World-class museums are often closed off from the world around them, separated from the pulse and flow of a city by hefty admission fees and unwelcoming architecture. A proposal for the planned Guggenheim Helsinki attempts to solve this problem by folding the traditional museum around a public street. Reserved for street art and general use by the public, this central space will form a connection between the city of Helsinki and its waterfront, access to which has been traditionally blocked by shipping infrastructure and parking. Even in the coldest winter months, Helsinki residents will have an indoor, informal gathering space, woven directly through the formal artistic collection of the Guggenheim.
The idea is a finalist in the design competition for a new, controversial Guggenheim in the Finnish capital. Out of 1,715 designs submitted in September, the Guggenheim Helsinki competition jury–made up of Finnish government officials, Guggenheim curators, and architects like Jeanne Gang–winnowed the field down to six finalists, all of which attempt “to expand the idea of what a museum can be,” according to the official jury statement. Finalists include Zurich and L.A.-based AGPS Architecture Ltd., London-based designer Asif Khan, the international firm Fake Industries Architectural Agonism, German studio Haas Cook Zemmrich STUDIO2050, Paris-based Moreau Kusunoki Architect, and the Madrid and Australian-based firm SMAR Architecture Studio. While the names of the finalists have been made public, the authorship of the designs will not be revealed until after a winner is selected.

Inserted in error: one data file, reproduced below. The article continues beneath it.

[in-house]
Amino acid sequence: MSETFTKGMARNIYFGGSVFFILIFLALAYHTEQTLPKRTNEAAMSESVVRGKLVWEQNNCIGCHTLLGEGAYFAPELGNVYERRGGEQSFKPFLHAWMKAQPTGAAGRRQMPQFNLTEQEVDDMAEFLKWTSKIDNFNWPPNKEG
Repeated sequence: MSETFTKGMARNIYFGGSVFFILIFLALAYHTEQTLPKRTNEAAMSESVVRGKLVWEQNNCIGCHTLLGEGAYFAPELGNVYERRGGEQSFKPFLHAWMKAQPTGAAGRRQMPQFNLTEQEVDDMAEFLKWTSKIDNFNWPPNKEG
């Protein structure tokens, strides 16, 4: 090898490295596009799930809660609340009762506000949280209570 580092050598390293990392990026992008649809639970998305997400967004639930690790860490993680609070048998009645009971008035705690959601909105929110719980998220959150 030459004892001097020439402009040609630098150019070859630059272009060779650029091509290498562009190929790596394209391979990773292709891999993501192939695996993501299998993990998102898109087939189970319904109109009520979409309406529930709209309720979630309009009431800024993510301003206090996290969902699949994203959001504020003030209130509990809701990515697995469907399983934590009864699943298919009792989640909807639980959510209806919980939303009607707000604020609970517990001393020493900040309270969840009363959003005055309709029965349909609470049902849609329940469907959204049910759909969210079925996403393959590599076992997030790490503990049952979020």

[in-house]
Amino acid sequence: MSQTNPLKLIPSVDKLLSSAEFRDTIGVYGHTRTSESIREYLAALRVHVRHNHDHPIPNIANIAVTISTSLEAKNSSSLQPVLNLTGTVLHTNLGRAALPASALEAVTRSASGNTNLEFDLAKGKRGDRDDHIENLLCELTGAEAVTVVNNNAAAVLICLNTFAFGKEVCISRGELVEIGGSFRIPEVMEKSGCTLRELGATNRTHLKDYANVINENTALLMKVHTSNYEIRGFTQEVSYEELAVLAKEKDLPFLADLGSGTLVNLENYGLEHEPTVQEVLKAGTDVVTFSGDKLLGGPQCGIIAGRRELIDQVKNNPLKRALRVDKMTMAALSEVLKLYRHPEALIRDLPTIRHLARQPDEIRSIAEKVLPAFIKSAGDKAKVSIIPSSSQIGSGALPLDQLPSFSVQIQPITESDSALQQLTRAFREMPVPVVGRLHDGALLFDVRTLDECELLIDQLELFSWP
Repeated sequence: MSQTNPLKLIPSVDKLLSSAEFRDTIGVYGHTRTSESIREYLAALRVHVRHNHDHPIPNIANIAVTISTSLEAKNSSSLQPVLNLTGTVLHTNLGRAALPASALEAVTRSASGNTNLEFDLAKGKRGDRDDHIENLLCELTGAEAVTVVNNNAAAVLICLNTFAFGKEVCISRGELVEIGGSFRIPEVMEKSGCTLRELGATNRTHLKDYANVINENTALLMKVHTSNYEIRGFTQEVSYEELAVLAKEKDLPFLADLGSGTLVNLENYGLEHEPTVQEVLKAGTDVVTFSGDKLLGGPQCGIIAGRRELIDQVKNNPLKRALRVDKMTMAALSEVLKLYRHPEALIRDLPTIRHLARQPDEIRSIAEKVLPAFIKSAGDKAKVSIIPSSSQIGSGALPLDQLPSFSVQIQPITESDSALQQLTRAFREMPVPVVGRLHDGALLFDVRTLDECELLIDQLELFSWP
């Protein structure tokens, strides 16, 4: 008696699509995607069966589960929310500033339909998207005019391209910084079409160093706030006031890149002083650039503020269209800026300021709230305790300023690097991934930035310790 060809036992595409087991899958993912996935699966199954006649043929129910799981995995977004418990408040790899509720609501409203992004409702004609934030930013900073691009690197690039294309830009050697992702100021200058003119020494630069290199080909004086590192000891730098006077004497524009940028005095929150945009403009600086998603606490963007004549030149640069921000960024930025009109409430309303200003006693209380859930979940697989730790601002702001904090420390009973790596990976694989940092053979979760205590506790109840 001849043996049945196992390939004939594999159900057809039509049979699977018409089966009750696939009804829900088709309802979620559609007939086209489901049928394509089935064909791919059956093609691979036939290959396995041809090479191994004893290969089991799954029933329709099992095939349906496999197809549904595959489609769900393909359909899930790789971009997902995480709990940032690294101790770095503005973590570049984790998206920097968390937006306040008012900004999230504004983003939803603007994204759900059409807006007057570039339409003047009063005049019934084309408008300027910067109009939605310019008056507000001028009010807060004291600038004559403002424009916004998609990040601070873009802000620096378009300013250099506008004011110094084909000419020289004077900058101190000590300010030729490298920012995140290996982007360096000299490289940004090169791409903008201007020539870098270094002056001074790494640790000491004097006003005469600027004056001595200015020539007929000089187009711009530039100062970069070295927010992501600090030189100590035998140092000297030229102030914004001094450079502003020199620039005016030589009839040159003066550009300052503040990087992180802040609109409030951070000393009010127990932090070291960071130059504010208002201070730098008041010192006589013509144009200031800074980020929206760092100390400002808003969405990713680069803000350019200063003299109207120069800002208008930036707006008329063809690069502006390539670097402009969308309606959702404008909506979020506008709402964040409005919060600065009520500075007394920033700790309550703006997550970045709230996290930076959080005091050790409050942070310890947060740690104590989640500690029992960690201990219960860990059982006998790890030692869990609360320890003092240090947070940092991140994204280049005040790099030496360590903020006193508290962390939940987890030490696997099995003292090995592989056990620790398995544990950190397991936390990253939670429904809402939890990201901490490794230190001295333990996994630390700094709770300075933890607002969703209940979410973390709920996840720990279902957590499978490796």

The aforementioned proposal isn’t the flashiest submission, but it’s the most thoughtful idea for integrating the museum into the city. The competition itself has been wildly controversial, with local critics objecting to the cost to Finland of bringing an art museum chain to a city that already has its own established art and design community. In September, a counter-competition was launched by an independent group of arts organizations calling for alternative proposals for the harbor site planned for the Guggenheim expansion.
This tension is reflected in the shortlisted designs, many of which attempt to foster some type of public space to complement (or offset) the presence of a global art-world import, like pedestrian connections to the nearby Tähtitorninvuori Park, boardwalks and waterfront promenades, and food halls. Other design teams proposed flashier architecture–a cluster of timber towers rising off the waterfront; a series of pavilions that would rise out of the harbor fog; a glass-encased form that would light up like a beacon. None seem to incorporate Helsinki’s urban design needs as well as the brief known for now simply as “GH-5631681770,” but it remains to be seen what the city of Helsinki, as well as the Guggenheim’s stakeholders, are looking for in their future museum–a vibrant public space, the tourism dollars of a starchitect’s Finnish equivalent of Bilbao, or something else entirely. Next, the competition will move into Stage Two, with teams continuing to develop their concepts before a winner is selected in summer 2015.